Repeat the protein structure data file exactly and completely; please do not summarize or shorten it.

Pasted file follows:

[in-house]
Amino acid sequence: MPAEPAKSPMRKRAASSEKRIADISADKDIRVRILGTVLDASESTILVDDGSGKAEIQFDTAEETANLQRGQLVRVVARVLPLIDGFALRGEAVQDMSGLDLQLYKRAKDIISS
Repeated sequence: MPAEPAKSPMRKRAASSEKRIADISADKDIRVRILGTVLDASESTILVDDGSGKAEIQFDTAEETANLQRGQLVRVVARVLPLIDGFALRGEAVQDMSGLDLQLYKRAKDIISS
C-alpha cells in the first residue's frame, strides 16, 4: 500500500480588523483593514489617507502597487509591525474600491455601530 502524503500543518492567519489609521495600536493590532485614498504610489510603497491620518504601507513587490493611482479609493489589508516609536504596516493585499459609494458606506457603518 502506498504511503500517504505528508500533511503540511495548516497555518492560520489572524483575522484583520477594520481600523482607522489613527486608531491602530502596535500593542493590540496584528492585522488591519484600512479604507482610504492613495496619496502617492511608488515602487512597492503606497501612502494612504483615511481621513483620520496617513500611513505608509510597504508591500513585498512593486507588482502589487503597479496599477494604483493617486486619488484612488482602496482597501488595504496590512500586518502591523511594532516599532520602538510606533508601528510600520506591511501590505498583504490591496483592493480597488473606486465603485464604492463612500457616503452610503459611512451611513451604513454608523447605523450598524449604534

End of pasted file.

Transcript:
[in-house]
Amino acid sequence: MPAEPAKSPMRKRAASSEKRIADISADKDIRVRILGTVLDASESTILVDDGSGKAEIQFDTAEETANLQRGQLVRVVARVLPLIDGFALRGEAVQDMSGLDLQLYKRAKDIISS
Repeated sequence: MPAEPAKSPMRKRAASSEKRIADISADKDIRVRILGTVLDASESTILVDDGSGKAEIQFDTAEETANLQRGQLVRVVARVLPLIDGFALRGEAVQDMSGLDLQLYKRAKDIISS
C-alpha cells in the first residue's frame, strides 16, 4: 500500500480588523483593514489617507502597487509591525474600491455601530 502524503500543518492567519489609521495600536493590532485614498504610489510603497491620518504601507513587490493611482479609493489589508516609536504596516493585499459609494458606506457603518 502506498504511503500517504505528508500533511503540511495548516497555518492560520489572524483575522484583520477594520481600523482607522489613527486608531491602530502596535500593542493590540496584528492585522488591519484600512479604507482610504492613495496619496502617492511608488515602487512597492503606497501612502494612504483615511481621513483620520496617513500611513505608509510597504508591500513585498512593486507588482502589487503597479496599477494604483493617486486619488484612488482602496482597501488595504496590512500586518502591523511594532516599532520602538510606533508601528510600520506591511501590505498583504490591496483592493480597488473606486465603485464604492463612500457616503452610503459611512451611513451604513454608523447605523450598524449604534